Application of a Markov Chain Monte Carlo Algorithm to Orographic Precipitation Analysis

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Thursday, 6 February 2014
Hall C3 (The Georgia World Congress Center )
Samantha A. Tushaus, University of Michigan, Ann Arbor, MI; and D. J. Posselt, M. M. Miglietta, R. Rotunno, and L. delle Monache

Application of a Markov Chain Monte Carlo Algorithm to Orographic Precipitation Analysis

Samantha Tushaus1, Derek J. Posselt1, Mario Marcello Miglietta2, Richard Rotunno3, and Luca delle Monache3

1University of Michigan, Ann Arbor, Michigan 2ISAC-CNR, Padua/Lecce, Italy 3NCAR, Boulder, Colorado

Moist neutral flow over a ridge is a relatively common orographic precipitation-producing scenario. However, there have only been a few modeling studies of such flows over a ridge in recent years. Numerical modeling of orographic precipitation associated with moist neutral flow using the Weather Research and Forecasting (WRF) model was previously undertaken by Miglietta and Rotunno (2005, 2006). Miglietta and Rotunno (2009, 2010) also examined flow over a ridge in a conditionally unstable atmosphere, this time using an explicitly cloud-resolving model (CM1; Bryan and Fritsch 2002). It was found that the distribution and intensity of orographic rainfall was highly sensitive to the details of the upwind sounding, as well as the slope and size of orography. Markov chain Monte Carlo (MCMC) algorithms constitute a class of algorithms that have been used to explore parameter sensitivities in remote sensing retrievals and model parameterizations (Posselt et al. 2008; Posselt and Vukicevic 2012; Posselt and Mace 2013); however, use of MCMC to explore interactions in the physical system is an original concept. Introducing an MCMC-based sensitivity analysis, in conjunction with the CM1, provides insight on the various combinations of upwind atmospheric parameters and mountain characteristics that lead to precipitation in specific regions. Such parameters include wind speed, Brunt-Väisälä frequency, surface temperature, and relative humidity, as well as mountain height and half-width.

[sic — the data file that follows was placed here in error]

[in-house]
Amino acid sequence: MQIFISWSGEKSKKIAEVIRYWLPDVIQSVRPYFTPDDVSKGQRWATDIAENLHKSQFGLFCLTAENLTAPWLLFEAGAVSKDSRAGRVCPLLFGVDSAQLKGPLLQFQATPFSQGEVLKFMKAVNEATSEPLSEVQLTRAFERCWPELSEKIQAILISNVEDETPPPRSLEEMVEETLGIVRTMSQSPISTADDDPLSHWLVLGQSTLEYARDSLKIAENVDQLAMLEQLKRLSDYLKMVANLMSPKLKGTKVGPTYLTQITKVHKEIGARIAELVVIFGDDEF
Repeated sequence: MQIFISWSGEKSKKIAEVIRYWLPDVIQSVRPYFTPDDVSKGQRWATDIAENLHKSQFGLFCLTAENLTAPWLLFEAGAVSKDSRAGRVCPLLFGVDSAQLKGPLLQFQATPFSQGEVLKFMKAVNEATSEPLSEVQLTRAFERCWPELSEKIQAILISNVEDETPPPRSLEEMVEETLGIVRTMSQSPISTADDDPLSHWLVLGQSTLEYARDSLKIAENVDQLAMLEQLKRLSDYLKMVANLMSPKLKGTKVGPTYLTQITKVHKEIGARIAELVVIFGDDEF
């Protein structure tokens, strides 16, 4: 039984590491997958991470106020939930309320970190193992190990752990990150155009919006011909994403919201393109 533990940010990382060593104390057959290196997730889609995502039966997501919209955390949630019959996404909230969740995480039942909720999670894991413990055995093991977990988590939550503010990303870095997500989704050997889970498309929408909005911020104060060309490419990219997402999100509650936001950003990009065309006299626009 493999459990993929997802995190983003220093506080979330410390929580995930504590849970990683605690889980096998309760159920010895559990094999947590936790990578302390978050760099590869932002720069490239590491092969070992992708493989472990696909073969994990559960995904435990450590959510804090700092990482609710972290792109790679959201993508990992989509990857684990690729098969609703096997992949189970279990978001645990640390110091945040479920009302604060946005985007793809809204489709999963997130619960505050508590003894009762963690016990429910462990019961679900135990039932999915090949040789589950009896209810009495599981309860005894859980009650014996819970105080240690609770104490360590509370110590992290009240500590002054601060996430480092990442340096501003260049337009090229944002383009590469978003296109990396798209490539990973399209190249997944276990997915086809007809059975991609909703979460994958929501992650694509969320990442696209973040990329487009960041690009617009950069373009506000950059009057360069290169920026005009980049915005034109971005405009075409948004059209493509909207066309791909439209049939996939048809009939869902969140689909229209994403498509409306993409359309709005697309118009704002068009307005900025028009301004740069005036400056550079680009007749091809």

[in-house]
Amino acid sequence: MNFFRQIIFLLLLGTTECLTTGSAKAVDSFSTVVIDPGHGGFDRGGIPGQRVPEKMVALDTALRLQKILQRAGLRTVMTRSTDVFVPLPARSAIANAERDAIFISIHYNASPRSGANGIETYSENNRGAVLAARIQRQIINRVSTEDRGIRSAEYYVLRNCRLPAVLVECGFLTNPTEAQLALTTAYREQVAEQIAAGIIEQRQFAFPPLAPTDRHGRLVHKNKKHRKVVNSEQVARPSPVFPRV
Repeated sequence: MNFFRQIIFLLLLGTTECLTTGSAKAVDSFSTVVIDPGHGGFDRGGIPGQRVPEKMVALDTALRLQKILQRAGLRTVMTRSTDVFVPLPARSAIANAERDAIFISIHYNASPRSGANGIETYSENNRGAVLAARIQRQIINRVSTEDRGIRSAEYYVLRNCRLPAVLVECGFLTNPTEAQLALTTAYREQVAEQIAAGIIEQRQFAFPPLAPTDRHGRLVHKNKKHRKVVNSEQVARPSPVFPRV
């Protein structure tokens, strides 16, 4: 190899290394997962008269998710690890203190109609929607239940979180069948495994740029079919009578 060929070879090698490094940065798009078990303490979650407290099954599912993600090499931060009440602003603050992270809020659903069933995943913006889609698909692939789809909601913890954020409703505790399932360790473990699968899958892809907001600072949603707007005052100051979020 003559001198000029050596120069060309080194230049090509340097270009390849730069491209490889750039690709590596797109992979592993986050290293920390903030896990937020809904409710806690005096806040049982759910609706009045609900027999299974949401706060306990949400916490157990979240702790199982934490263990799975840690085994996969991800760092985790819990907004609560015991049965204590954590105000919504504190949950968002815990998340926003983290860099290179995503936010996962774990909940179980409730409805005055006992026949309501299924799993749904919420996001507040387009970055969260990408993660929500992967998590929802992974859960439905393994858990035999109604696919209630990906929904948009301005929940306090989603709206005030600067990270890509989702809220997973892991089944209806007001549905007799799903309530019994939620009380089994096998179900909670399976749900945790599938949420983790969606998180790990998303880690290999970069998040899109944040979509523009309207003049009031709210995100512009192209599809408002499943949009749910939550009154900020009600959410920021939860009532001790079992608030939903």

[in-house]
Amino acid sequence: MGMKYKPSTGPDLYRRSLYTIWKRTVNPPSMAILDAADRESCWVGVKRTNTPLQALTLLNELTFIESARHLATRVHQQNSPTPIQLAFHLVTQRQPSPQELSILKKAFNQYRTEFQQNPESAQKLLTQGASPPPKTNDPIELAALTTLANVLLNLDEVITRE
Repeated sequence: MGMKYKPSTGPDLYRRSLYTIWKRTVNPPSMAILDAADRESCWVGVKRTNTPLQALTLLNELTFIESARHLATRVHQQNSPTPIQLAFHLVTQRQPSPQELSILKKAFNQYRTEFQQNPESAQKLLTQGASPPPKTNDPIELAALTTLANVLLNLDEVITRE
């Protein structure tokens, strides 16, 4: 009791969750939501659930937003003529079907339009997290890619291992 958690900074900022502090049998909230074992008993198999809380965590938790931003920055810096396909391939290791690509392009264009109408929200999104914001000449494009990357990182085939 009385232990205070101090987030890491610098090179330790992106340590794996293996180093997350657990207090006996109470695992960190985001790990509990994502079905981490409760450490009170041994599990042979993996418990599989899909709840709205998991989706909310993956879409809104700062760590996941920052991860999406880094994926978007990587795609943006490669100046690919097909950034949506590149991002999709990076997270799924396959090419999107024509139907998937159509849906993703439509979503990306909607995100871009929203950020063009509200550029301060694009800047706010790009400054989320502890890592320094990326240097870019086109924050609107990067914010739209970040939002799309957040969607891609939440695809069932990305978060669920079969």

Three combinations of mountain height, half-width, and wind speed were identified from data in Miglietta and Rotunno (2009) as cases resulting in upslope, top of mountain, and downslope precipitation. For those cases, the MCMC-CM1 combination was run to discover sets of parameters that produce orographic precipitation at a specific location on the mountain (e.g. the upwind slope). These experiments include a single integration or run of the CM1; a map of the probability density function of two parameters; and a robust MCMC sample of multiple parameters. Results obtained from the MCMC experiments expand our understanding of the interactions between upwind sounding characteristics and mountain orography that result in orographic precipitation.


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